For years, some right-wing parties including the ruling Bharatiya Janata Party aspired to abrogate Article 370, which grants special status to Jammu & Kashmir. But people’s opinions of the state has often been polarising. While Kashmiris have fought tooth and nail against the proposed abrogation, Jammu often preferred silence, a hint at its willingness to be in uniformity with other Indian states. But a recent government order to lease out pharmacy shops to non-locals has suddenly brought both the regions on the same page, where even Jammu seeks safeguard of its special status.
Jammu and Kashmir Medical Supplies Corporation Limited (JKMSCL) had reportedly issued a tender to a Delhi-based firm, Sanyog Enterprises Private Limited to open 57 chemist shops at different government hospitals in the Jammu region, otherwise a BJP bastion. The decision drew severe opposition, with chemists and druggists from Jammu going on a 72-hour strike.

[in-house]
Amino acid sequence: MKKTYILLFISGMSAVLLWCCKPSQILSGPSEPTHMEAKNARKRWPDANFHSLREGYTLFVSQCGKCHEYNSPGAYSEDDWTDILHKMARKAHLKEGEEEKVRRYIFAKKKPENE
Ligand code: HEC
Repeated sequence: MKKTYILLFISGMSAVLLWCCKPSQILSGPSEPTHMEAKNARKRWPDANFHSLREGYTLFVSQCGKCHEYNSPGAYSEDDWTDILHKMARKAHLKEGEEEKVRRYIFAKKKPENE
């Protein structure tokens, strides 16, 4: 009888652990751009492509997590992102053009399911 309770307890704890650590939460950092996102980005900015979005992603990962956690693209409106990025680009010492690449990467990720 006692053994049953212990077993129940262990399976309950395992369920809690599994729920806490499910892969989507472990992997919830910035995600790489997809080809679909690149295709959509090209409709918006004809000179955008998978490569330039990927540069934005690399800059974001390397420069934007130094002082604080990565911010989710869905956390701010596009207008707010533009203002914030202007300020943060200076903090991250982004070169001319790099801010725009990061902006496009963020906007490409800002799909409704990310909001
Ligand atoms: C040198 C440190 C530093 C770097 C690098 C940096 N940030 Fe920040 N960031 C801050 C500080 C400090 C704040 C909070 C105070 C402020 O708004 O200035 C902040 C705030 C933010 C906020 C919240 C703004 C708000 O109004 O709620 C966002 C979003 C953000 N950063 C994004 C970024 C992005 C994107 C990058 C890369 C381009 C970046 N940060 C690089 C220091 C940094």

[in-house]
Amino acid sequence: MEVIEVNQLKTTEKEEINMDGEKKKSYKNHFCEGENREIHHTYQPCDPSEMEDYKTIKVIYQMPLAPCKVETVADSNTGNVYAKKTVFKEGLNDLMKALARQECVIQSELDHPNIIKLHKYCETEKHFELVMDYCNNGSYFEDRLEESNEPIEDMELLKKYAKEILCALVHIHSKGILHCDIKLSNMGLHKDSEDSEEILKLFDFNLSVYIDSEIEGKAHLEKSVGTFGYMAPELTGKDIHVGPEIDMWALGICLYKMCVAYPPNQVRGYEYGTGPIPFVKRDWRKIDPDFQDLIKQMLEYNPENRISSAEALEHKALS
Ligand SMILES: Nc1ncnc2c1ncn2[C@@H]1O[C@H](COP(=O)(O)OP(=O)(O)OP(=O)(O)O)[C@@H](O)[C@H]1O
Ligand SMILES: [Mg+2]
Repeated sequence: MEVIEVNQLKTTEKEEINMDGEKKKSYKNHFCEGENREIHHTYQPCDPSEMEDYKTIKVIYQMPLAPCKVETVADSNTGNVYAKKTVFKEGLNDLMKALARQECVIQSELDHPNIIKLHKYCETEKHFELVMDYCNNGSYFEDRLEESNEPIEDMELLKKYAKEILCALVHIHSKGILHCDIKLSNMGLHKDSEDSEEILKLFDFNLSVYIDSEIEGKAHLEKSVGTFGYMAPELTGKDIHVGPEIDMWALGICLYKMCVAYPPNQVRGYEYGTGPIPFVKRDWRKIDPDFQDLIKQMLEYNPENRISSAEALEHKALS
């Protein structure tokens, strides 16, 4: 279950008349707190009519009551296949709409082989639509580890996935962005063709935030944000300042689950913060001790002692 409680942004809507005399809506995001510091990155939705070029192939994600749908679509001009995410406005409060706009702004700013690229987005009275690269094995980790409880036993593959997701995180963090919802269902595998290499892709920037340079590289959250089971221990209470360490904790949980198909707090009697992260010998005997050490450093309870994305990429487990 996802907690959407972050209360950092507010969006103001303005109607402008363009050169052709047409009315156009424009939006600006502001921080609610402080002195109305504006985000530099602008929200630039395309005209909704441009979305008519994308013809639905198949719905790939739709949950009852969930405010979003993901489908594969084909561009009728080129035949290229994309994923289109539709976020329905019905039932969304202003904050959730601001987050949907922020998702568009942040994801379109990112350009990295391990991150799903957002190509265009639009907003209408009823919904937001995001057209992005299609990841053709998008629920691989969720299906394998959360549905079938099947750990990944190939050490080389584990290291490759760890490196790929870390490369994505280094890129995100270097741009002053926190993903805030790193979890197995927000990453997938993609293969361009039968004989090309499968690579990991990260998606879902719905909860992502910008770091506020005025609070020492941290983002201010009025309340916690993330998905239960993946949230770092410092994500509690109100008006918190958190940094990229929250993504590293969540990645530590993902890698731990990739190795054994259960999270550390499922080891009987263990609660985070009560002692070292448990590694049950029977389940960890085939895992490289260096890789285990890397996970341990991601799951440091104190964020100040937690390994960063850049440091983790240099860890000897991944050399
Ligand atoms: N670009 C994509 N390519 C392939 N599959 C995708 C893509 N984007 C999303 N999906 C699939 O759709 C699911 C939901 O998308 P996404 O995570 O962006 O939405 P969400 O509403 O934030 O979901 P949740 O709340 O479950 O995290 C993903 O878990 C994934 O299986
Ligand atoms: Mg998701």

President of the Jammu Chemist Association, Naveen Bali said: “On one hand, Chief Minister Mehbooba Mufti terms people who oppose Article 370 as anti-nationals but on the other hand her government gives permission to a non-state subject.”
The strike call was duly backed by the Jammu Chamber of Commerce and Industry and Jammu Kashmir Chemists and Druggists Association.
While the news was seemingly downplayed by a section of media, the message of the strike is loud and clear: Now Jammu equally throws weight behind Article 370.
This means people of Jammu and Kashmir are coming closer ideologically, something which may reduce polarization in the state and help in harmony. The citizenry of Kashmir has welcomed the Jammu move.
In a bid to take the “uniformity in ideology a step forward”, the Kashmir Inc. has volunteered for an initiative, whereby business communities of the twin regions will “sit back and discuss Article 370 for the betterment of the state.” “We will soon be initiating a dialogue process between people of Jammu and Kashmir regions whereby we want to consolidate the uniformity in opinion on Article 370 . . . ,” says Muhammad Yasin Khan, who heads the Kashmir Economic Alliance.